Tshwane Metro Council explores private partnership to upgrade power stations

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The City of Tshwane Metro Council is considering a private partnership with investors to enhance the functioning of the Rooiwal and Pretoria West Power Stations.

This will assist the City to independently generate nearly 1000 megawatts of electricity in the next three years. Recently, the Tshwane Council approved a public participation report for the proposed 40-year lease of the Rooiwal and Pretoria West Power Stations.

Outlining the City’s energy master plan, the Executive Mayor of Tshwane Metro Council, Cilliers Brink, said it will assist in reducing the City’s dependence on Eskom. The deal to lease out the Rooiwal and Pretoria West power stations was rejected previously.

This comes after it emerged that the former mayor, Randal Williams, allegedly manipulated the municipality’s procurement process to secure R26 billion from the controversial Kratos Consortium. However, Brinks is adamant that the initiative will go a long way toward alleviating load-shedding and dependence on the embattled power utility, Eskom.

He briefed the media during an inspection visit at the Rooiwal power station, north of the City.

“Earlier this year, we appointed an energy task team of people from across the various units in the City of Tshwane. To look at the critical issues of how we can become more independent of Eskom. Basically, they are looking at generating and procuring at least a thousand megawatts of electricity in the next three years. The City of Tshwane uses about 2600 megawatts. So that will have a significant impact on our energy independence from Eskom. We obviously also have to look at the configuration of our network.”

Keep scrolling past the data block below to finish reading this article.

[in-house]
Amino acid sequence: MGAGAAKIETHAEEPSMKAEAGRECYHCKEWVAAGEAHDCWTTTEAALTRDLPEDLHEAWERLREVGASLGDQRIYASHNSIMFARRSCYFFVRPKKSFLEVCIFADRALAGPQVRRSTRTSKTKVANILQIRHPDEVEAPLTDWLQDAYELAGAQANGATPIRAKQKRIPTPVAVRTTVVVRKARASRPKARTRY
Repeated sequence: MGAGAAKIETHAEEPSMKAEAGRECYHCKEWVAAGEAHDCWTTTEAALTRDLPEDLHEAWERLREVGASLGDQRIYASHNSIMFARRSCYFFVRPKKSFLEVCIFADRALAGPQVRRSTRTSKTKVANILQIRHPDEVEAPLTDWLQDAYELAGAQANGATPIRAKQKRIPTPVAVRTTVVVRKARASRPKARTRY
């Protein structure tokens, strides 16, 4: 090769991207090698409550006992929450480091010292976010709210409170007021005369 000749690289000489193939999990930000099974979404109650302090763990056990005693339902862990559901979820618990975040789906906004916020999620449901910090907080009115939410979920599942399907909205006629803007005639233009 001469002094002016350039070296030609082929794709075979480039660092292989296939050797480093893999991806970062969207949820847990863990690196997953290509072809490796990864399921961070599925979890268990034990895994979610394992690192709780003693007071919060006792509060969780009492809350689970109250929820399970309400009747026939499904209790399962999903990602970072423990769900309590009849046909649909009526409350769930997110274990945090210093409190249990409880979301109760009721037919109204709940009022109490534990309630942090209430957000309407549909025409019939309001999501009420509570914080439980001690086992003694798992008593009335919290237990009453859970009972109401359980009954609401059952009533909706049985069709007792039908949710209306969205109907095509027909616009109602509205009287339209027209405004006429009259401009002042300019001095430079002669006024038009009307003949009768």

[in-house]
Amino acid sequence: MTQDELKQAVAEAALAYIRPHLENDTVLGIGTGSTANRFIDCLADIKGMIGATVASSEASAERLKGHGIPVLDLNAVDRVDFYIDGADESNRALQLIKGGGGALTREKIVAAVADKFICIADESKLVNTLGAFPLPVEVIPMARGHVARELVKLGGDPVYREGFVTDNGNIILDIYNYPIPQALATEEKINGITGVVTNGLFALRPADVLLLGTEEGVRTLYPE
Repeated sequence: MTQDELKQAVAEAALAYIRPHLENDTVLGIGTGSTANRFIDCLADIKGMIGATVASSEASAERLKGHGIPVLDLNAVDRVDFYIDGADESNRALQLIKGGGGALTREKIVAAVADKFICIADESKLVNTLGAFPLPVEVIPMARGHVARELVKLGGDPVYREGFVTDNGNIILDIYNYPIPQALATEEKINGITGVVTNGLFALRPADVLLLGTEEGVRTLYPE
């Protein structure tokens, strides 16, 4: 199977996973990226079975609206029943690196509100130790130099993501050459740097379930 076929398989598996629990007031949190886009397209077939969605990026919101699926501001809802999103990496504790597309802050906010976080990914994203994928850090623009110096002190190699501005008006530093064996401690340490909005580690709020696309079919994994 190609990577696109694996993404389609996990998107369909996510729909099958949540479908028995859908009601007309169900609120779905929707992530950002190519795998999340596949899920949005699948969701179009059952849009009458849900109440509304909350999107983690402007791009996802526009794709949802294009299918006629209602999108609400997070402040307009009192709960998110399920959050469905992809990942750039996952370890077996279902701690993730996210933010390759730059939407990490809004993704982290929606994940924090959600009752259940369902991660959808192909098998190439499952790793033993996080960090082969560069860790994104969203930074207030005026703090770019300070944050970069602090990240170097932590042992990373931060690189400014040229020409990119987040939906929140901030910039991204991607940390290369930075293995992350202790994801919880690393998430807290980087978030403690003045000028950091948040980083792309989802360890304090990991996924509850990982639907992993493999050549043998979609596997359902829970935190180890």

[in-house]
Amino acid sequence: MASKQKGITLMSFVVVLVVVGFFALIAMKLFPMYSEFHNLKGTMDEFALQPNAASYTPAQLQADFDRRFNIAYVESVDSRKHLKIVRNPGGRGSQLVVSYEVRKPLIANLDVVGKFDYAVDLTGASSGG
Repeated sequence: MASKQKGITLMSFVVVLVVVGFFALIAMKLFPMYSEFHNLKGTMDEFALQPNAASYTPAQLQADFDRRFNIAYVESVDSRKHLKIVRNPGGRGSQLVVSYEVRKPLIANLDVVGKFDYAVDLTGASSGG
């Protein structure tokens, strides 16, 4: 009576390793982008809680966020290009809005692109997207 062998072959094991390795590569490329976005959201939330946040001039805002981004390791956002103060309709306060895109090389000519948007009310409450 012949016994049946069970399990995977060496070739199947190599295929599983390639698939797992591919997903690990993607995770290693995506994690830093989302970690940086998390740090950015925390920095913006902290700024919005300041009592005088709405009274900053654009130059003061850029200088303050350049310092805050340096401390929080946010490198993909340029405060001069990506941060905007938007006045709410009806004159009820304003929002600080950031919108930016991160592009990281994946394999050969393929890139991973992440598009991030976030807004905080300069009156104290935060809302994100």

Climate Action Plan

Brink says the City has a climate action plan to allow diverse energy generation.

“We do have a climate action plan, but surely we do not want to rely only on coal completely. But the reality is that coal does form part of the energy mix in South Africa. And so we will have to take measures such as planting trees, which will ease the carbon footprint. But solar-generated electricity is also a very important part of the mix that we will eventually have.”

The metro believes it has the expertise to generate its own electricity. But according to the City’s Chief Economist and Member of the Energy Task Team, Lardo Stander, there’s a need to engage the power supply regulatory body, NERSA, as well as the expertise of private sector investment, to fulfil this massive dream.

“So, currently, what we see in the market is that Eskom does not allow certain types of power to be offset against stages of load shedding. But obviously, that will form part of our negotiation with NERSA and our engagement with Eskom in the run-up to the generation of power here. In terms of our proposal is to ensure that every single one of our staff is accommodated within the private sector party. But obviously we will have to see what the proposals are like. And what those specific price features are like when we do issue those RFPs to private sector.”

Public participation is not left behind. The Chairperson of the Energy Task Team, Sello Mphaga, touches on the targeted time frames.

“Depending on the outcome of that public participation, we will take it back to council at the end of October, when we would then get the indication of whether council do allow us to continue with the issuing of the RFP; particularly for Rooiwal. And around February or so, after evaluation, we expect that for Rooiwal, we should be issuing contracts at the latest around the end of this financial year, which is around June 2024.”

Eskom’s constant power cuts is worsened by ongoing vandalism of infrastructure, resulting in communities experiencing prolonged, unscheduled outages.

The City says the plan is not to take over the running of the power stations but to use the infrastructure to generate energy supply.

Cllr Cilliers Brink’s media briefing on the City’s Energy Master Plan: